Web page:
Our grocery stores are drowning in orange and pink. It’s the annual October battle between Halloween and breast cancer awareness month, and despite a deeply American love of all things spooky, the pink ribbons are winning.
If you look closer at the endless sea of pink, you’ll see one charity repeated more than all the rest: Susan G. Komen. The organization is nearly ubiquitous, and that name recognition might make you think of them if you want to support breast cancer research. But take a moment before you hand over your money in a virtue-fueled shopping spree, and ask where your cash is actually going.
Susan G. Komen, of all the laudable organizations out there, is not the most shining example of charitable work. It isn’t even the most reputable breast cancer charity with “Susan” in its name. And yet the ribbon-churning pinkwashing machine that is Komen continues to convince women to buy and march and then buy some more. If these emblems were on products even tangentially related to breast cancer, or even to women generally, the endless fundraising might be more appropriate. Instead, the Komen branding has gone on everything from Ford Mustangs to baseball bats to buckets of KFC chicken, that last item being particularly egregious given that obesity is a major risk factor for breast cancer.
In addition to painting pink many items that aren’t exactly helpful to breast cancer, their indiscriminate branding also tends to gloss over how much of your money actually gets donated to research. American Express once ran a Komen-partnered campaign that claimed “every dollar counts,” even though no matter how much customers spent they donated exactly one penny per transaction. Many pink products, in fact, either send a tiny fraction of the proceeds to charity or send none at all. Plenty of corporate sponsors have already committed to a donation size, regardless of how many branded products they sell. In those cases, the money you’re spending is going straight back to the manufacturers, not directly to research or care. That’s not to say you should never buy anything pink, but thinking critically might help you make more of an impact. Breast Cancer Action has a handy set of questions to ask yourself as you stand in the endless ocean of ribbons.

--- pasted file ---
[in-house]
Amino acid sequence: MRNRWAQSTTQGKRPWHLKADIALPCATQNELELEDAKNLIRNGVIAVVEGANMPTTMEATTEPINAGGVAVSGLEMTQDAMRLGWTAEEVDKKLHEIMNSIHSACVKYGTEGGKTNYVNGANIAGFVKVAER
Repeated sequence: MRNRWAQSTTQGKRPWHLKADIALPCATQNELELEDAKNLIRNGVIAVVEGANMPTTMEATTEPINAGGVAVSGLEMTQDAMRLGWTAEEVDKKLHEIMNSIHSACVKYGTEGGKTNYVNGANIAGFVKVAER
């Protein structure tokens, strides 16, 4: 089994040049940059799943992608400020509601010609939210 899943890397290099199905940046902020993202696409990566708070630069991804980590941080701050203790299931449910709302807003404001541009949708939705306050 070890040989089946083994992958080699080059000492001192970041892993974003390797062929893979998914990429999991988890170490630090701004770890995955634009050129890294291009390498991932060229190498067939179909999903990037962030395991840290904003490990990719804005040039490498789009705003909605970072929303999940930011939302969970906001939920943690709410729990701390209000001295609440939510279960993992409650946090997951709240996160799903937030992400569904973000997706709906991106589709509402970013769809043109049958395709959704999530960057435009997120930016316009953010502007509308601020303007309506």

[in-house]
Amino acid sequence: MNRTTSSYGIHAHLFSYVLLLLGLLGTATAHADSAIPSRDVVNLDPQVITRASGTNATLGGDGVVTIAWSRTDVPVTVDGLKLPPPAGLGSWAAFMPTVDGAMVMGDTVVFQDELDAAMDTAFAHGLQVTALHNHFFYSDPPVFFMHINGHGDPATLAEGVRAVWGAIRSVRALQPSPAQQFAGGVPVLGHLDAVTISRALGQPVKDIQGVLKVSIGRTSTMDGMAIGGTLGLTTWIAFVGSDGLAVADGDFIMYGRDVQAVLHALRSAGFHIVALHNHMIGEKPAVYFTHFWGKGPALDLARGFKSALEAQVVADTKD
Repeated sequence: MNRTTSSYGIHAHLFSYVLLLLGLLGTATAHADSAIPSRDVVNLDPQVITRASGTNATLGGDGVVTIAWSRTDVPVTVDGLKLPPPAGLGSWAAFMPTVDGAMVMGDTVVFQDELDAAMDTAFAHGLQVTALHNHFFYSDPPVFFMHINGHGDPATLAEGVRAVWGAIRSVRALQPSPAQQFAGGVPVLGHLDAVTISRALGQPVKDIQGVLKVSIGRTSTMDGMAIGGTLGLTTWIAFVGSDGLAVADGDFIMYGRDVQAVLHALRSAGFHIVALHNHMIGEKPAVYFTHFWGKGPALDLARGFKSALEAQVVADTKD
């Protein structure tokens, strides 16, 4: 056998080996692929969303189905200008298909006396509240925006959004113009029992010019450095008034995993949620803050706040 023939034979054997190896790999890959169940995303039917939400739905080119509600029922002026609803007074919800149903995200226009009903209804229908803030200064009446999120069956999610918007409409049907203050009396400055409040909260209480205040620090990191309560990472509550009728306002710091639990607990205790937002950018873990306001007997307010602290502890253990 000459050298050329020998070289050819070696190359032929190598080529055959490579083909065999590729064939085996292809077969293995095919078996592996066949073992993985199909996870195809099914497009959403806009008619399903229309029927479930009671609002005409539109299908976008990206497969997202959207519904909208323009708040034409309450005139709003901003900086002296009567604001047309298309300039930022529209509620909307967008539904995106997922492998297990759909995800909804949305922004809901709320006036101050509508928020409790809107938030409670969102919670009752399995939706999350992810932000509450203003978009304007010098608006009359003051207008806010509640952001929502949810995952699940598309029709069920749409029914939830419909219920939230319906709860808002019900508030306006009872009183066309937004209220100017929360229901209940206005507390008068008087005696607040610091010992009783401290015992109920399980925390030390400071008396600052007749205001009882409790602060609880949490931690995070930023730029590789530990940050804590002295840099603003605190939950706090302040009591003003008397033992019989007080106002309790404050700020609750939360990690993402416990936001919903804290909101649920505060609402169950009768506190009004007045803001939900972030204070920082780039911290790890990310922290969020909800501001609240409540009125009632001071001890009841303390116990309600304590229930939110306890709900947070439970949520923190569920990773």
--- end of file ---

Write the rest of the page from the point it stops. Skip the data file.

Between the multitude of corporate sponsors they’ve partnered with and the many personal donations from men and women alike, Susan G. Komen raises hundreds of millions of dollars a year, only about 20 percent of which supports research. That’s added up to a substantial amount over the years, and certainly Komen has helped to fund plenty of worthwhile research. But with a budget as large as theirs, they could do so much more. In their defense, Komen has said that a major part of their mission is to educate the public about breast cancer, which they spend about 40 percent of the budget on, even though it is arguably one of the most well-recognized forms of cancer (or even diseases, bar none) at this point.
Komen also actively prevented any other cancer charity for using the term “for the cure,” and have so far sued over a hundred small charities who would probably have preferred to use their funds to support cancer research instead of defending themselves in court. Komen has said that they’re simply defending their trademark. That may be true, and they may have every legal right to do so, but one might expect a charitable organization to be a little more, well, charitable.